WikiLeaks: NSA leaker Snowden applied for asylum in six more countries

Edward Snowden has applied for asylum in six additional countries, according to WikiLeaks, the group that is helping the National Security Agency leaker.

WikiLeaks tweeted on Friday that Snowden had applied for asylum in another six countries. Earlier this week, WikiLeaks said Snowden had applied for asylum in 21 countries.

His options for leaving the transit zone in a Moscow airport, where he has allegedly been stuck since traveling to Russia from Hong Kong last month, have quickly dwindled, as most countries either rejected the asylum request or said Snowden would have to be on their soil to make the request.

WikiLeaks said it would not name the new countries where Snowden requested asylum “due to attempted U.S. interference.”

The accusation of interference stems in part from the difficulty the Bolivian president had returning home from Russia this week.

On Tuesday, the plane carrying Bolivian President Evo Morales was forced to land in Austria and was searched. The 12-hour delay followed rumors that the plane might be carrying Snowden. Morales was traveling back to Bolivia from Moscow, and Bolivia was viewed as one of the countries that might be willing to grant Snowden’s asylum request.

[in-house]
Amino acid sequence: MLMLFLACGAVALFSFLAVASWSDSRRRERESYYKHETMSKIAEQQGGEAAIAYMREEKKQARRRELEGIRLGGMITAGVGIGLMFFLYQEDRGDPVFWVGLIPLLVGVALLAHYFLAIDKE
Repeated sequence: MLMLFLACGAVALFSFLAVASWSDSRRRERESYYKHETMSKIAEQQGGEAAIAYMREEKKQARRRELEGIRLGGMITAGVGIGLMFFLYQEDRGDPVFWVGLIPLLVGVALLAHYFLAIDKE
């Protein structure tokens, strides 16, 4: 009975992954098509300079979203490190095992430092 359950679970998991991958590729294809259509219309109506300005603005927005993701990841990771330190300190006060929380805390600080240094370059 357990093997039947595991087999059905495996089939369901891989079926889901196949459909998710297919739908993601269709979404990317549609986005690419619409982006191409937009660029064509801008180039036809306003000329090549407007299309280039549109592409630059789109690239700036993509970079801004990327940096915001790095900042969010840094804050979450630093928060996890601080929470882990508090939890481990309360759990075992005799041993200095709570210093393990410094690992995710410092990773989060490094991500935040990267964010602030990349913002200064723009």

The Bolivian foreign minister said that Portugal and France would not allow the aircraft to enter their airspace, though France denied this.

On Wednesday, Bolivia’s foreign ministry condemned a U.S. request to extradite Snowden, saying Morales and Snowden never met in Russia. Bolivian officials said the “strange, illegal, unfounded and suggestive” extradition request would be returned to the U.S. immediately.

The U.S. has charged Snowden with espionage and is seeking to prosecute him. It filed an extradition request with Hong Kong, but Hong Kong officials said it was not complete, and allowed Snowden to leave the country.